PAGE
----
The most common type of clear coat finish on modern pianos is not shellac, lacquer, or polyurethane. It is high-gloss polyester, which yields a beautiful, almost mirror-like level of gloss. Virtually all ebony (black) finishes in recent years are coated with polyester, as well as many other colors. One of the greatest advantages of polyester is its durability – it is very resistant to scratches, wear, and chemical damage. However, for the same reasons, it is also difficult to repair when it does get damaged. These pictures are of a piano I worked on recently that had received very heavy use in a school environment for years. Even this major damage, however, can usually be repaired to an almost like-new finish. The biggest hindrance is typically cost, as it is labor-intensive to repair polyester, and the finish materials needed are specialized and somewhat expensive as well. If you have a… Read More
To replace the old, yellowed, and chipped ivory keytops on this keyboard, the customer choose Tharan. Tharan is a relatively new substance developed by Kluge in Germany, with the goal of imitating the feel of ivory as closely as possible. It also looks beautiful, with a slight sheen that sets it apart from the standard plastic keytops used on most pianos. Furthermore, for pianists that are accustomed to the slightly better “grip” of ivory keytops, Tharan is an excellent choice due to its high mineral content and matte texture. The ivory trade, of course, has been very restricted throughout the world and replacing ivory keytops with new ivory is no longer an option. However, several options exist which very closely mimic ivory, and in many ways are superior.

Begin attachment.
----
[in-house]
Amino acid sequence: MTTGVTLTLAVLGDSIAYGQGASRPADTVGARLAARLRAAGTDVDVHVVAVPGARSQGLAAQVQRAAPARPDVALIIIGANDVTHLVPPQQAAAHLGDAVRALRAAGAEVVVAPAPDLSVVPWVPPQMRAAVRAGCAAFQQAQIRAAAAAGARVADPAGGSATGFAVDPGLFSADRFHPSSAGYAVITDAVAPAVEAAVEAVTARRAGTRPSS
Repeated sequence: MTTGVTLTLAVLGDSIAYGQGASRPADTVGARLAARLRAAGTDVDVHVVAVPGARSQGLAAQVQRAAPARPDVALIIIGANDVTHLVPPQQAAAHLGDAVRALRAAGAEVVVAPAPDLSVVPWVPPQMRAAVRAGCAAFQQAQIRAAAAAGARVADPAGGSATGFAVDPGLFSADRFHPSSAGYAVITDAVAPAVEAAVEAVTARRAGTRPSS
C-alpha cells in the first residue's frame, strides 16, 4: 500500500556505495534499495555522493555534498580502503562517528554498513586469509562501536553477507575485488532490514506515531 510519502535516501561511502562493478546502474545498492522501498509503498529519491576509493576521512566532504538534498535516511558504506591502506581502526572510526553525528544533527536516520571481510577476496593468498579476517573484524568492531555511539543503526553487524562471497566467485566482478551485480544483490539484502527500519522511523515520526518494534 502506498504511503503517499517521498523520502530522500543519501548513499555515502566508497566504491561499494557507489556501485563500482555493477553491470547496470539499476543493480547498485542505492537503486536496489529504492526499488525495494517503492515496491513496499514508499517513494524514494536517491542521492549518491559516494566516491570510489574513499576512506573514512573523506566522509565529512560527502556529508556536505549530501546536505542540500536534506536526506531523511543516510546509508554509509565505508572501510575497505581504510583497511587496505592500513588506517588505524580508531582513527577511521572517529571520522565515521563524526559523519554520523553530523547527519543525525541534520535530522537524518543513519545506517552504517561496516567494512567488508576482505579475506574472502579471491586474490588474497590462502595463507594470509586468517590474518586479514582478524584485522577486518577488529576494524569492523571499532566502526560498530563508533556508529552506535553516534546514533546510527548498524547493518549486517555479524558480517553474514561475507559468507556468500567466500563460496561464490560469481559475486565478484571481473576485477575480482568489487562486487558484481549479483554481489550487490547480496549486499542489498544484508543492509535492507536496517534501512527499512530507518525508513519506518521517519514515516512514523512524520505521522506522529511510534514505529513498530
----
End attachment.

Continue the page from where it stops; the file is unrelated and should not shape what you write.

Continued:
I don’t discourage DIY piano work. In fact, I think it’s a great thing for piano owners to learn more about their instrument and even do repairs when they feel comfortable doing it. However, there are some potential pitfalls and it pays to be aware of them in advance. One of the most common accidents when working on a grand piano: pulling the action out without keeping a close eye on the hammers, and snapping off a hammer that was sticking up too high. The previous owner of this piano had done all the work on it himself, and while most of it was decent work, there were three different hammers that had been broken off in this way. They were all repaired, but unfortunately the repairs were causing other problems since they, as well, were each somewhat experimental. So, by all means, learn more about your piano and try… Read More
This is what happens when bass strings are replaced improperly! The copper winding around each bass string must terminate at an exact point relative to the length of the string and the geometry of the piano. Notice the copper winding in this picture that extends too far, continuing on past the bearing pin, which separates the winding and makes the string nearly untunable. The separated winding also deadens the tone significantly. Since all pianos are slightly different in measurements, copper-wound bass strings typically have to be custom ordered. This is slightly more time-consuming and costs a few dollars more, but as you can see, it is the only option if you want the job done right.
This is an example of a significant crack in the soundboard of a small baby grand piano. I am asked often about soundboard cracks, and often by people that have heard it’s a “death sentence” for the piano, or that it means the piano “can’t be tuned.” Neither is necessarily true at all. While soundboard cracks are obviously undesirable, and in some cases can cause serious problems, they are quite common in old pianos and they are usually repairable. Depending on the nature of the crack, it may not even need any immediate intervention, but simply analysis and monitoring. Soundboard cracks are generally most harmful when they cause the soundboard to separate from the ribs which stabilize the soundboard and give it the appropriate crown. (The ribs are approximately 1-inch wide tapered wood beams that can be seen running diagonally on the back of an upright, or underneath a grand.)… Read More